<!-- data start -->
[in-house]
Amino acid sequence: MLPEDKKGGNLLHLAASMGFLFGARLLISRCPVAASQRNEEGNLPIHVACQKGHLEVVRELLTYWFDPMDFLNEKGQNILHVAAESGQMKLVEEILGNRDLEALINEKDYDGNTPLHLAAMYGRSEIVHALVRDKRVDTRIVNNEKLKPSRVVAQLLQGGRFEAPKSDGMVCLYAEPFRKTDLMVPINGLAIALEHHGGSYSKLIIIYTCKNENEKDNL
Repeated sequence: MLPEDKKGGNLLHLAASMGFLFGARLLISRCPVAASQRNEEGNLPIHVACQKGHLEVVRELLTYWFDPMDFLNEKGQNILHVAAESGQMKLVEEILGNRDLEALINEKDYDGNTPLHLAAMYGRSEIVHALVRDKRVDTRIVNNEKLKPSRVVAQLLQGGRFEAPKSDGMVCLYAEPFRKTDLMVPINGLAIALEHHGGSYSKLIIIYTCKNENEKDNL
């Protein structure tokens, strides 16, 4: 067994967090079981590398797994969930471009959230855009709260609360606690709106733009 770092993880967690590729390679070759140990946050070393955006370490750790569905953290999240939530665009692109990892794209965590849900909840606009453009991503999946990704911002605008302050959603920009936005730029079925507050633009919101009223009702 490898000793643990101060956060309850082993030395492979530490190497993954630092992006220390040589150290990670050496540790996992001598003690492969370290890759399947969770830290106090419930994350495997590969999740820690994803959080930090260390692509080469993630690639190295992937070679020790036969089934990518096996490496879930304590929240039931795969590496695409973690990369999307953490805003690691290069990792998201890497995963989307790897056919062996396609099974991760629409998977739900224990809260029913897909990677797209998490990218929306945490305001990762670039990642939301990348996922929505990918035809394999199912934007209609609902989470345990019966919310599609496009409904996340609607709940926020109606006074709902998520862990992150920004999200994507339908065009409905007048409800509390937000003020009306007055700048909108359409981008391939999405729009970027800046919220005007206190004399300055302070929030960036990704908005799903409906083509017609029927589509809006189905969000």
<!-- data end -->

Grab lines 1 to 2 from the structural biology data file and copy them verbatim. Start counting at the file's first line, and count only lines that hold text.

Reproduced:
[in-house]
Amino acid sequence: MLPEDKKGGNLLHLAASMGFLFGARLLISRCPVAASQRNEEGNLPIHVACQKGHLEVVRELLTYWFDPMDFLNEKGQNILHVAAESGQMKLVEEILGNRDLEALINEKDYDGNTPLHLAAMYGRSEIVHALVRDKRVDTRIVNNEKLKPSRVVAQLLQGGRFEAPKSDGMVCLYAEPFRKTDLMVPINGLAIALEHHGGSYSKLIIIYTCKNENEKDNL